• Negotiation assistance. Huth says he is allowed to do things for his clients that would be illegal for a regular realtor to do. "There are issues of confidentiality, loyalty, protection, representation, negotiation and information sharing," he says, "that a traditional agency is obligated to do only for the seller."
  • Money again. In most situations, buyer agents say it does not cost the buyer any more to hire them than it would to go through the traditional process.

    Under current MLS practice, if one agent lists the property and another finds the buyer, the two split the commission. Huth says most selling agencies are willing to do the same with him, although he arranges in advance for his check to come at the closing from the bank, not through the selling agency.

    "It's cleaner that way," he says, "because I want it clear that I don't have any connection with the selling agency."

A touch of hostility
But then, that concept of splitting the fee is one reason some realtors are not exactly applauding the rising of buyer agents.

David King, vice president of the Greater Salem Association of Realtors, says the organization is officially neutral, but acknowledges that some members are hostile to it.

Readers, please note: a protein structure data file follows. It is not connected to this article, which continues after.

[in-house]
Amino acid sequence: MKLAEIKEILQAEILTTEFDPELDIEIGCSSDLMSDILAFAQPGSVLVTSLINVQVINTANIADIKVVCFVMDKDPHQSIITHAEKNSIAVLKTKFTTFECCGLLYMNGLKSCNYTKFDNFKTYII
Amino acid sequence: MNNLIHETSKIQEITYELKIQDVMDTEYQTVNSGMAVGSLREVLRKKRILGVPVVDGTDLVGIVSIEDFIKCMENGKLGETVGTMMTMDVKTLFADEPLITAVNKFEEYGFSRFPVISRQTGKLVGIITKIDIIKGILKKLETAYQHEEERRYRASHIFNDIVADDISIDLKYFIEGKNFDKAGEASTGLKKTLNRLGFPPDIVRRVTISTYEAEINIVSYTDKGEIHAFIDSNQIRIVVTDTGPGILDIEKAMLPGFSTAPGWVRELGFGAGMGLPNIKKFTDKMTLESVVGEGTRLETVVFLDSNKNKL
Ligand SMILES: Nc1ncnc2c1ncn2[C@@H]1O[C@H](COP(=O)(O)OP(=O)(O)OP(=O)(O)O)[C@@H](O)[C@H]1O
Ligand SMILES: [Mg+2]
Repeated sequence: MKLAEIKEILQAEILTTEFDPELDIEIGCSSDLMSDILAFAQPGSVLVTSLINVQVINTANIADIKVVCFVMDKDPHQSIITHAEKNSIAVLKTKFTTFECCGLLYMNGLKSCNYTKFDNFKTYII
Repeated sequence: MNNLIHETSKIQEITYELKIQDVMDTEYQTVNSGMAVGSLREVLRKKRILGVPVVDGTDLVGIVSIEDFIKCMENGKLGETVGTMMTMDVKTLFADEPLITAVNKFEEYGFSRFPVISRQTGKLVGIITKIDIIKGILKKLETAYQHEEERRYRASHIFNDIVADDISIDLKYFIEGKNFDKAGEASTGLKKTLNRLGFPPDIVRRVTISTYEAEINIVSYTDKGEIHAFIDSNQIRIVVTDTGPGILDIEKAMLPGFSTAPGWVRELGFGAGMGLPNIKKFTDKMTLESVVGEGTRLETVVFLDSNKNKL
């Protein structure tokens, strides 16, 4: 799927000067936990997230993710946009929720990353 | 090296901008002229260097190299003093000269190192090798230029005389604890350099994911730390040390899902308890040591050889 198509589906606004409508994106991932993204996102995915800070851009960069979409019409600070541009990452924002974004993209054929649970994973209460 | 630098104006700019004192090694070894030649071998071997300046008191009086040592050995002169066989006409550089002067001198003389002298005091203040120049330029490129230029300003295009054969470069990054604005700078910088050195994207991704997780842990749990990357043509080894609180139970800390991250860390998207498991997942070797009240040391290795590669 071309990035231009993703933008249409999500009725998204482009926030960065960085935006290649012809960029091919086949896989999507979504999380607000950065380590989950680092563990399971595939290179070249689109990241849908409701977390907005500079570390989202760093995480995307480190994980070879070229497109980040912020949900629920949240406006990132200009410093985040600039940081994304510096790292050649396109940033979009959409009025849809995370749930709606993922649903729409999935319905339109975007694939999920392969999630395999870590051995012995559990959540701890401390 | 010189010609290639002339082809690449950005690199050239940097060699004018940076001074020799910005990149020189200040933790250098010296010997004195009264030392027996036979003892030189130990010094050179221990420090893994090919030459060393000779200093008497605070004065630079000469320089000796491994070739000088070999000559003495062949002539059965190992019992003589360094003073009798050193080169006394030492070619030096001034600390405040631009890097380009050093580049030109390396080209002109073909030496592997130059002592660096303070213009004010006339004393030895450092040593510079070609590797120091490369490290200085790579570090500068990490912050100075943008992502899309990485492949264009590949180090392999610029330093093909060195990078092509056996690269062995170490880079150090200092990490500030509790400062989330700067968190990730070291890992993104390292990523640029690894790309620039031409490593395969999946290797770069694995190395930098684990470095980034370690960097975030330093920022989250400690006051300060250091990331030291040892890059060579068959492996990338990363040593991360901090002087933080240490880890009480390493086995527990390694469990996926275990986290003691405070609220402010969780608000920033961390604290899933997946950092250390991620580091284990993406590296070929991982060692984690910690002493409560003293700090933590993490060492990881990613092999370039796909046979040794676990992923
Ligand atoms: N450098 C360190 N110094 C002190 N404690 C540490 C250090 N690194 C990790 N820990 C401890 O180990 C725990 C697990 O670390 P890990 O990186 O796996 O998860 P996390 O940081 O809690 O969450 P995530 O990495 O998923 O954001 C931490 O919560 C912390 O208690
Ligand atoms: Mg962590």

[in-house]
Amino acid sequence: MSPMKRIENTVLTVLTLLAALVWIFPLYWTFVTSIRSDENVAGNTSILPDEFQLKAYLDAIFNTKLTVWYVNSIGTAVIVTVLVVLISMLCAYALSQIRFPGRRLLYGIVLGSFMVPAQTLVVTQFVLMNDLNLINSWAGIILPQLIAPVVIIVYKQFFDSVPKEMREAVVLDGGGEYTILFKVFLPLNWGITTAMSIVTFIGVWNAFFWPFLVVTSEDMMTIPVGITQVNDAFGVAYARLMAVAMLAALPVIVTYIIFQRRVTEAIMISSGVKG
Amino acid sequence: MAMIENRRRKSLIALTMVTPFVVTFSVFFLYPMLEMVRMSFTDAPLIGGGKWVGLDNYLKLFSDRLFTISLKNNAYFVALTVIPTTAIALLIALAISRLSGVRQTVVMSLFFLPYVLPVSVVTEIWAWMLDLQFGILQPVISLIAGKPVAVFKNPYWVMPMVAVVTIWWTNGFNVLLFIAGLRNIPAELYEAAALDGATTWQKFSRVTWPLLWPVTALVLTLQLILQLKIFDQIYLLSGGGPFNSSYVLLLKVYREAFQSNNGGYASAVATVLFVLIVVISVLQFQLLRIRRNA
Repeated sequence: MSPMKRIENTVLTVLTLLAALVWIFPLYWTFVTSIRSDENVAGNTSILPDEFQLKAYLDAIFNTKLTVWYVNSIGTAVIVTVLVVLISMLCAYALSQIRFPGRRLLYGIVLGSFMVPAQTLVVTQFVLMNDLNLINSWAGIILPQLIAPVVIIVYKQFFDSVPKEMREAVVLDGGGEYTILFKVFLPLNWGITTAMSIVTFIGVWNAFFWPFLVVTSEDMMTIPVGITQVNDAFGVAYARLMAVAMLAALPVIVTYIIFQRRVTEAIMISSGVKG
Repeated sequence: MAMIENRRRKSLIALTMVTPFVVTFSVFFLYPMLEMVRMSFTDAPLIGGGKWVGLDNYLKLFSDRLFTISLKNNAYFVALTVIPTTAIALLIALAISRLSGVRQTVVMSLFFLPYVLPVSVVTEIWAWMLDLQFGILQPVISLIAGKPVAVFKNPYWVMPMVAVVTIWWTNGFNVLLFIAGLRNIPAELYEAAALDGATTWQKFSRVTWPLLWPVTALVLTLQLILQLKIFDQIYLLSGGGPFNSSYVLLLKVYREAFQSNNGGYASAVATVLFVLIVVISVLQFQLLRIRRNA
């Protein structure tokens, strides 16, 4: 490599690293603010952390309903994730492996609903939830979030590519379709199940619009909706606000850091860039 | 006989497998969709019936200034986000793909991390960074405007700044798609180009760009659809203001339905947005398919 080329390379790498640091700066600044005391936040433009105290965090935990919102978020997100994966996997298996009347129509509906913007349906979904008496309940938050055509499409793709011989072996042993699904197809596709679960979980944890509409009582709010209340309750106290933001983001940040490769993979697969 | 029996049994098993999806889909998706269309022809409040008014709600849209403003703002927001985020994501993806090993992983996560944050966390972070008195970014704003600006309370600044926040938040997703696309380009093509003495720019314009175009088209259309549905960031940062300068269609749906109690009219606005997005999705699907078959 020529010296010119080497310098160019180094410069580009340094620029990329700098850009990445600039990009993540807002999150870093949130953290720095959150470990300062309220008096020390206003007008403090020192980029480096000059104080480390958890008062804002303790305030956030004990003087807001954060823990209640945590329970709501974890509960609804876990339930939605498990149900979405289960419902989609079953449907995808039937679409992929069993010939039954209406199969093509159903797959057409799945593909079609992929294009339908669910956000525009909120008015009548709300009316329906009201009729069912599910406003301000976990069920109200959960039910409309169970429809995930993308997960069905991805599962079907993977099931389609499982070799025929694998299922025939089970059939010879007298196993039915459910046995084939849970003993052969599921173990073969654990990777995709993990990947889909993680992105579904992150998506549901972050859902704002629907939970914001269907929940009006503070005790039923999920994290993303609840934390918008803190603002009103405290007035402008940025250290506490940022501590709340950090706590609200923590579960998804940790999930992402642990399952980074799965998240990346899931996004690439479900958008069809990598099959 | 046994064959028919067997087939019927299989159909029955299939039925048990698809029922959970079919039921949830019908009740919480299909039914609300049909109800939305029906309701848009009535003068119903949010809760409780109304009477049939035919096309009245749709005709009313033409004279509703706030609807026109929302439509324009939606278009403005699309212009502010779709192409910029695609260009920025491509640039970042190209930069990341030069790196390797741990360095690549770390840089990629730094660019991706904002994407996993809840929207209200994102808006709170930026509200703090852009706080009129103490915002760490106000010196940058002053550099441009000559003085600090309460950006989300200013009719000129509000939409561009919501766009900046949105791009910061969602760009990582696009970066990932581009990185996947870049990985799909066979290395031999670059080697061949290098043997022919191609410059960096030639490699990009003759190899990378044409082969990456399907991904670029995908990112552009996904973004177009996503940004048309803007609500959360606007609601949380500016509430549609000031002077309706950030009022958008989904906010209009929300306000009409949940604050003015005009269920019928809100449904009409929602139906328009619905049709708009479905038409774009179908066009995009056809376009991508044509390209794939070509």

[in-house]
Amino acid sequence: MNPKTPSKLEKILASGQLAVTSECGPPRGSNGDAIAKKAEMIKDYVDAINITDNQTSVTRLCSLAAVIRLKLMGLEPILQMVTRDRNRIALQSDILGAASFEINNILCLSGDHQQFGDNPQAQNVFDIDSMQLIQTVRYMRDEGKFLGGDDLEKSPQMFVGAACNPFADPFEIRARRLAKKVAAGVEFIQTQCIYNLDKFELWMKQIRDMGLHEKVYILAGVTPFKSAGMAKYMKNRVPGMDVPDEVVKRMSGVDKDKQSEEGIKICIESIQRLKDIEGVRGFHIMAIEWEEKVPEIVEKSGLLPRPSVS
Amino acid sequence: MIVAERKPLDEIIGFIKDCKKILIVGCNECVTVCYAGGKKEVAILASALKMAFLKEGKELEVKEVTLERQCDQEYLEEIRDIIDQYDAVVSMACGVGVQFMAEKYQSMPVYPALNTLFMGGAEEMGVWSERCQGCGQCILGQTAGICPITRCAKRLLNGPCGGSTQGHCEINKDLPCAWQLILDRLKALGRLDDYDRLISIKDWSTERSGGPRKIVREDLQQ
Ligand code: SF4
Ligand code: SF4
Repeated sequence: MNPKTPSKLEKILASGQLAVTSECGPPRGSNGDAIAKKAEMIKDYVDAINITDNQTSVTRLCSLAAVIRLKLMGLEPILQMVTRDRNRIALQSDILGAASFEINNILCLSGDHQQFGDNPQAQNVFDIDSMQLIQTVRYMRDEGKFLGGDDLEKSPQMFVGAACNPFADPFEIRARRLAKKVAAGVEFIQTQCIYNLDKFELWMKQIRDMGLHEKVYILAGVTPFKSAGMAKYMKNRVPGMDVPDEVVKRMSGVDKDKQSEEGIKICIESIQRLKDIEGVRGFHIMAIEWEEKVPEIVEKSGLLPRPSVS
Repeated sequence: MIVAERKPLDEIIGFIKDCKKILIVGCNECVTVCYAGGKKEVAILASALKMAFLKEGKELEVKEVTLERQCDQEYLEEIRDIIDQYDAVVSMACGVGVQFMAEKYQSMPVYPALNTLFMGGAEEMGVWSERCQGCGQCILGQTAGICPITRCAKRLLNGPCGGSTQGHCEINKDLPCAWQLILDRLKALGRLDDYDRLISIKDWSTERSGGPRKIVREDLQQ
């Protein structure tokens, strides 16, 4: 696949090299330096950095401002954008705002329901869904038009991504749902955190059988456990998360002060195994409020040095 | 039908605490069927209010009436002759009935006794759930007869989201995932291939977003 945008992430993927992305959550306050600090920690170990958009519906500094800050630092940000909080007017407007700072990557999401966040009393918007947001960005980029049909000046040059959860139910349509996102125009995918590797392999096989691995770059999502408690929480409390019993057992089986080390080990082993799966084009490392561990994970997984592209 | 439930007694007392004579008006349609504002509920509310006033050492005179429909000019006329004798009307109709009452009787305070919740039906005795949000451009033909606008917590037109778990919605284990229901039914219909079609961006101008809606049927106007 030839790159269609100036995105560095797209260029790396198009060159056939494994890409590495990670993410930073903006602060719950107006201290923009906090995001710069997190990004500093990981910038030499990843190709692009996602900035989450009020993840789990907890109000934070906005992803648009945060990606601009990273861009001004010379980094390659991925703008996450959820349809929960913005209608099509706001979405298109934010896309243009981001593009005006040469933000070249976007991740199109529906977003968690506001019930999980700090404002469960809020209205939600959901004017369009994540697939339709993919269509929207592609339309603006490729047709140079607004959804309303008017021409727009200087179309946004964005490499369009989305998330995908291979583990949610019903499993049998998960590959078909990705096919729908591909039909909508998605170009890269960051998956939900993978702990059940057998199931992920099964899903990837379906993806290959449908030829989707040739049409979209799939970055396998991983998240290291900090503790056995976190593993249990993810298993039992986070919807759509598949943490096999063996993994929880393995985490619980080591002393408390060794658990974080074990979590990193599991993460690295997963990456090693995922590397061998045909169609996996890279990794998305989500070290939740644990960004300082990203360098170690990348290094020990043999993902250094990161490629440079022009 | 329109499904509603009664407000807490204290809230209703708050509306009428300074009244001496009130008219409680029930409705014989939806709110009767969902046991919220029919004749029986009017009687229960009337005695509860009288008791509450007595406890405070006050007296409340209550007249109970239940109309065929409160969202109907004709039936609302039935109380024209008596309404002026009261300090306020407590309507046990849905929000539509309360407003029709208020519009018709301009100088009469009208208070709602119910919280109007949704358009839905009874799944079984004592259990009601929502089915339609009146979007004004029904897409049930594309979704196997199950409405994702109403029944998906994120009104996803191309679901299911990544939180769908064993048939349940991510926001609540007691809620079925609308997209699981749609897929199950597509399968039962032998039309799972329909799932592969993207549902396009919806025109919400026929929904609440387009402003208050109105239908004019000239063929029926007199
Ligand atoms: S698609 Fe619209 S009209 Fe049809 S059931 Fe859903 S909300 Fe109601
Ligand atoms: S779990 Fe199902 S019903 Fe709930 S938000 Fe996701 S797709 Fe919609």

"Certainly there are benefits," he says. "I guess the drawback would be anxiety over asking the seller to pay part of the fee for somebody representing the buyer."

That is exactly the problem Jay Burnham has.

Burnham, president of the MLS of the Greater Salem Association and manager of DeWolfe New England Real Estate's North Shore office, says he is not opposed to buyer agents.

"I think they're great under certain conditions. I've acted as one myself several times during the past 12 years."

But he says in those cases, he has always collected a fee from his client that was separate from the commission that goes to the seller.

Asking the selling agency to split the commission with a buyer agent is, "tantamount to asking an attorney representing one party to pay the fee of the attorney on the opposite side. I take issue with that," he says.

And how is that different from simply sharing a commission with a broker from another conventional agency?

There is indeed a difference, he says. "My major expense is advertising the inventory of homes in this office," he says. "I have about 100, and we spend tens of thousands of dollars to advertise them.

"I don't mind splitting that with another selling agent, be- cause I have the same opportunity through MLS to sell a property he may have listed. But I don't have that option with a buyer agent."

Burnham says he would "give my eyeteeth" to have the advertising budget of a buyer agent.

"All they have to do is take out a half-page ad promoting their business," he says.

Huth counters that buyer agents, because they don't list any properties, don't get the sort of steady, "bread and butter" income of the listing agencies.

Still, because of the fee issue and also because of liability issues, DeWolfe will cooperate with, but will not compensate, a buyer agent.